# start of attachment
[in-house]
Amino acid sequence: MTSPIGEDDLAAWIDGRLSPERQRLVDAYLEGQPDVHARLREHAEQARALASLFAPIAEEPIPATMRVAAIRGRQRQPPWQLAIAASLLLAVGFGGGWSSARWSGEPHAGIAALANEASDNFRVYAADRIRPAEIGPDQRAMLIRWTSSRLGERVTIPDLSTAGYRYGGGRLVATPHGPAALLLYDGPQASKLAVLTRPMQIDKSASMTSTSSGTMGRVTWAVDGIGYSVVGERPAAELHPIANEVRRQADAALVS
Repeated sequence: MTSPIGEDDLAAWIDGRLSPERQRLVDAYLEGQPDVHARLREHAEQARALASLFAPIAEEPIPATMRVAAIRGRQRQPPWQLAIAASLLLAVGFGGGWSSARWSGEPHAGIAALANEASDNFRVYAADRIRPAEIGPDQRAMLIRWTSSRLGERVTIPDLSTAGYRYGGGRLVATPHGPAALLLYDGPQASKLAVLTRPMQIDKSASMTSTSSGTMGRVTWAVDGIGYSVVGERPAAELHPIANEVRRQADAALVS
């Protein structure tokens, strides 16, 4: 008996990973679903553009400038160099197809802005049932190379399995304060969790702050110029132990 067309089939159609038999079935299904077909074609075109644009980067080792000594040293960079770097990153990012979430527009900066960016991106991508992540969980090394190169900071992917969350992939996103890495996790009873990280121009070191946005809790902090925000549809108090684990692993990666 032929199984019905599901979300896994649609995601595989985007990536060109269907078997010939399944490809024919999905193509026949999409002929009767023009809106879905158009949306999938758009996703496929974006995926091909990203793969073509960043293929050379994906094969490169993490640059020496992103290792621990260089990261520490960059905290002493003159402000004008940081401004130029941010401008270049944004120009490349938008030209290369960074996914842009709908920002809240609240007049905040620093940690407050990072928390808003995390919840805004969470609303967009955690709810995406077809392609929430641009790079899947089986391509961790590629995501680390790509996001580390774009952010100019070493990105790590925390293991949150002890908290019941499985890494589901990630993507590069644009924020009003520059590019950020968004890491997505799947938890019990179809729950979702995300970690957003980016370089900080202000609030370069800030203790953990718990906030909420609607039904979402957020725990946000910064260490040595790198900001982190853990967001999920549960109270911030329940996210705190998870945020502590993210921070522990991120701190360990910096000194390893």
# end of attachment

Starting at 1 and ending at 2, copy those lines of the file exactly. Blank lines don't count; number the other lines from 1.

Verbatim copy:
[in-house]
Amino acid sequence: MTSPIGEDDLAAWIDGRLSPERQRLVDAYLEGQPDVHARLREHAEQARALASLFAPIAEEPIPATMRVAAIRGRQRQPPWQLAIAASLLLAVGFGGGWSSARWSGEPHAGIAALANEASDNFRVYAADRIRPAEIGPDQRAMLIRWTSSRLGERVTIPDLSTAGYRYGGGRLVATPHGPAALLLYDGPQASKLAVLTRPMQIDKSASMTSTSSGTMGRVTWAVDGIGYSVVGERPAAELHPIANEVRRQADAALVS